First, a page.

I’ve just watched a short film entitled
This what it’s about…
He was called the King of the Jews, believed to be a Messiah. Just before Passover, the Romans beheaded him and crucified many of his followers outside Jerusalem.
But his name was not Jesus… it was Simon, a self-proclaimed Messiah who died four years before Christ was born.
Now, new analysis of a three-foot-tall stone tablet from the first century B.C., being hailed by scholars as a “Dead Sea Scroll on stone,” speaks of an early Messiah and his resurrection.
Was Simon of Peraea real? Did his life serve as the prototype of a Messiah for Jesus and his followers? And could this tablet shake up the basic premise of Christianity?
Watching this film reminded me of the real Dead Sea Scrolls.
The initial discovery of the Dead Sea Scrolls, by Bedouin shepherd Muhammed edh-Dhib, his cousins Jum’a Muhammed and Khalil Musa, took place between November 1946 and February 1947.
Eventually a total of a collection of 972 scrolls were recovered, consisting of texts from what is now known as the Hebrew Bible, or the Old Testament, and extra-biblical documents found on the northwest shore of the Dead Sea, from which they derive their name.
They were specifically located at Khirbet or Qumran in what was then British Mandate Palestine, and since 1947, what has been known as the West Bank.
The texts, and coins found with them, have been dated to the centuries immediately before and after when Jesus was supposed to have lived.
When these discoveries were first made, the Catholic Church thought there may well be evidence of Jesus and his teachings but that wasn’t the case. Some have argued that the church immediately set about suppressing this knowledge.
According to the texts, the men of Qumran fervently believed in a doctrine of last things. They fled to the desert and were readying themselves for the imminent judgment, when their enemies would be vanquished and they, God’s elect, would be given final victory in accordance with the predictions of the prophets.
However, the evidence shows that they actually believed in three messiahs— a prophet, a priest and a king.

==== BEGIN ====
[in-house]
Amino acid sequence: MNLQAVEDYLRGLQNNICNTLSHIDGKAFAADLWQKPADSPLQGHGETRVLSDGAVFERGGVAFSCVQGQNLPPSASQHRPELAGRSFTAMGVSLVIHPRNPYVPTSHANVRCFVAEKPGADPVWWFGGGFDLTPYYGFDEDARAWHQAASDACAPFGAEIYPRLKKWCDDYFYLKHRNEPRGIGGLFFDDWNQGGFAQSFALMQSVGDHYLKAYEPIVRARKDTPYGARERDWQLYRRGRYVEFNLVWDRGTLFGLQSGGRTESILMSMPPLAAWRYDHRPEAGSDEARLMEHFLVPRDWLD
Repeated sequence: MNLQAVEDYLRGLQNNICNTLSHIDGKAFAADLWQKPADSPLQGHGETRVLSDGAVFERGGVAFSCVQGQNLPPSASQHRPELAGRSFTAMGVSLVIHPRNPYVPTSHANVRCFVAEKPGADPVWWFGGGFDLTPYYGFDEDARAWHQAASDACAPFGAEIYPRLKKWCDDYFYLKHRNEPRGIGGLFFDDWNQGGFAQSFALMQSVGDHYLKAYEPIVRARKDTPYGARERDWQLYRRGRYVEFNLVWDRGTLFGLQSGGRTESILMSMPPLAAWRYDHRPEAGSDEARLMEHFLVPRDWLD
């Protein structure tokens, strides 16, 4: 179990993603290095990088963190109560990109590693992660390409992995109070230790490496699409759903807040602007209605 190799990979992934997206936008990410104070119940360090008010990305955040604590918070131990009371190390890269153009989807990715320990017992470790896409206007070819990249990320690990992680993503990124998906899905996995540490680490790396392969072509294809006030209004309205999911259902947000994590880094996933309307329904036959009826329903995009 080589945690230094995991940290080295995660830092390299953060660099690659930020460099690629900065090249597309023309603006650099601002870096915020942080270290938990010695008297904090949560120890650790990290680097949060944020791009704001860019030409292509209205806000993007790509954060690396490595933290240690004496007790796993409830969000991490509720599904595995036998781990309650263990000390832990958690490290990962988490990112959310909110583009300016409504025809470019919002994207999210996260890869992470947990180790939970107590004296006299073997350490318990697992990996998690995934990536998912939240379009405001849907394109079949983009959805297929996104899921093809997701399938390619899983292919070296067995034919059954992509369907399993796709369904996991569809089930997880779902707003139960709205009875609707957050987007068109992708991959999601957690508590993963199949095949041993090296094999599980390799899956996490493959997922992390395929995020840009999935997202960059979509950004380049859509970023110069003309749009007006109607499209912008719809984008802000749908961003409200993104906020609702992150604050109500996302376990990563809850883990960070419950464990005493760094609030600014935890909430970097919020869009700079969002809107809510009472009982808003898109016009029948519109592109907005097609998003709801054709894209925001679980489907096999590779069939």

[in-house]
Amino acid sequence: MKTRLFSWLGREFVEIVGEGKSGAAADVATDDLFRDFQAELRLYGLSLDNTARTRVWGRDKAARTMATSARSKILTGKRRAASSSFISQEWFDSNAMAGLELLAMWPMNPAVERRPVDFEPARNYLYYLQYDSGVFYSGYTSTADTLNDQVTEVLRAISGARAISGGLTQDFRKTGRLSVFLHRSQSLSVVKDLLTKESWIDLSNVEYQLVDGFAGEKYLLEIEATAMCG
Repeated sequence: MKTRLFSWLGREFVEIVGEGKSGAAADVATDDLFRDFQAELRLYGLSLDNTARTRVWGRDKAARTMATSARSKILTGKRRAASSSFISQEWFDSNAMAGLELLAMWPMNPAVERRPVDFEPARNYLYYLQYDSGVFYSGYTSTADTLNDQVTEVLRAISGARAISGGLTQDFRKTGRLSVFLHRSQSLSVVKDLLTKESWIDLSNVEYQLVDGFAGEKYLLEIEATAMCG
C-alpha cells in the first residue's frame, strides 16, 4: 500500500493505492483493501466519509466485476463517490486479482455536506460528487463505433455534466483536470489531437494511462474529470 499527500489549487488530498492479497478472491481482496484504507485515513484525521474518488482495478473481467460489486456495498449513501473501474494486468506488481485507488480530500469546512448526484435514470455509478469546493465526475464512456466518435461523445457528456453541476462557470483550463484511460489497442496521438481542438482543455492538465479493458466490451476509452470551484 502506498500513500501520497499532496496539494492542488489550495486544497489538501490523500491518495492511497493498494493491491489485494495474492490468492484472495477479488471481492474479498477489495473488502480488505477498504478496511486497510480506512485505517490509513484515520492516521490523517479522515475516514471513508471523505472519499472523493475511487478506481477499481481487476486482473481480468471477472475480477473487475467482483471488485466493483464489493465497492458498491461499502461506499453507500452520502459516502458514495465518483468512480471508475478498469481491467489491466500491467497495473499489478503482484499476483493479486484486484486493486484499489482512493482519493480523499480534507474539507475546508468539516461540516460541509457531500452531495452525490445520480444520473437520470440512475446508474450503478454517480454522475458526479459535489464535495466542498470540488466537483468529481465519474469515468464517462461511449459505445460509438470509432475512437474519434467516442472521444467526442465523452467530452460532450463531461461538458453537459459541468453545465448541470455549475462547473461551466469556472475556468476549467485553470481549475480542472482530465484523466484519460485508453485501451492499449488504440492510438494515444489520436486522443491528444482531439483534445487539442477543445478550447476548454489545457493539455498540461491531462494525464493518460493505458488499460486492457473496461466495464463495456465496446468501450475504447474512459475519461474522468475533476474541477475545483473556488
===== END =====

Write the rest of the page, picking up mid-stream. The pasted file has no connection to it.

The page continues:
Dr. Will Varner – Professor of Old Testament at The Master’s College and Director of IBEX, the college’s campus in Israel.
Yet no mention whatsoever is made of Jesus or John the Baptist in all these texts.
Doesn’t this seem unlikely if Jesus was the person Christianity claims?
The only reference to Jesus at all can be found in the writings of the Roman historian Titus Flavius Josephus (37 – c. 100), and that was written some decades after the period.
And there’s no evidence in Roman archives, yet the Romans were known for their administration.
This morning, I would like to quote from perhaps the best satire written in the English language – namely Gulliver’s Travels by Jonathan Swift. Most people are aware of only some parts of the first part of the first voyage in which Gulliver finds himself in Lilliput. Here the inhabitants grow to no more than 6 inches high and the hero of the novel is considered to be a giant. However, there are many other voyages covered in the book but these are normally left out of popular versions of the story because they are considered unfit for children due to their often crude subject matter and highly satirical nature.
As a student of literature I can recommend this as one of the top novels ever written.
My point here is to tell you about a short passage in the book where Swift, in an allusion to the reference in the 10 Biblical Commandments to ‘honour thy father and mother’, says the following:
“The Lilliputians … will never allow that a child is under any obligation to his father for begetting him, or to her mother for bringing her into the world; which, considering the miseries of human life, was neither a benefit in itself, nor intended so by his parents, whose thoughts in their love-encounters were otherwise employed. Upon these and the like reasonings, their opinion is that parents are the last of all others to be trusted with the education of their own children…”
After Gulliver escapes from Lilliput he arrives at the Kingdom of Brobdingnab where he is only 6 inches tall and the native inhabitants are giants. After many escapades he becomes friendly with the King and many brilliant discussions take place which allows the author to poke fun at our society and our warlike nature. The King of Brobdingnab is appalled to hear of the lies and machinations of our political classes, our evil military inventions and downright cruelty to one another and comments:
In subsequent voyages Gulliver meets a wide range of weird and wonderful people and in the final chapter makes the acquaintance of a race of rational horses who live side by side with a race of horrible, filthy animals called Yahoos. Of course, we are the Yahoos and the internet company of the same name is named after this literary invention.
The Bollocks Book for Girls and Boys!
The Bullshit Bible is back in showbiz. Darren Aronofsky has a bearded Russell Crowe for Noah. The documentary Bible Quiz is in post-production. Will Smith’s directorial debut will be Cain and Abel (reportedly with a vampire twist). Paul Verhoeven’s Jesus of Nazareth has its finance in place. Justin Theroux is rewriting Swear to God – a comedy about a hedge-fund manager who has seen the Almighty. Ridley Scott, Warner Bros – with a rumour of Spielberg directing – and the Chernin Entertainment Company all have Moses movies. Mary Mother of Christ, a film about the life of Jesus up to age 12, is currently prepping, as is Langston Hughes’s Black Nativity, with a cast of Samuel L Jackson, Angela Bassett and Jennifer Hudson. And earlier this week, a Pontius Pilate movie was greenlit.
What was it that H L Mencken said?
Nobody ever went broke underestimating the intelligence of the American people…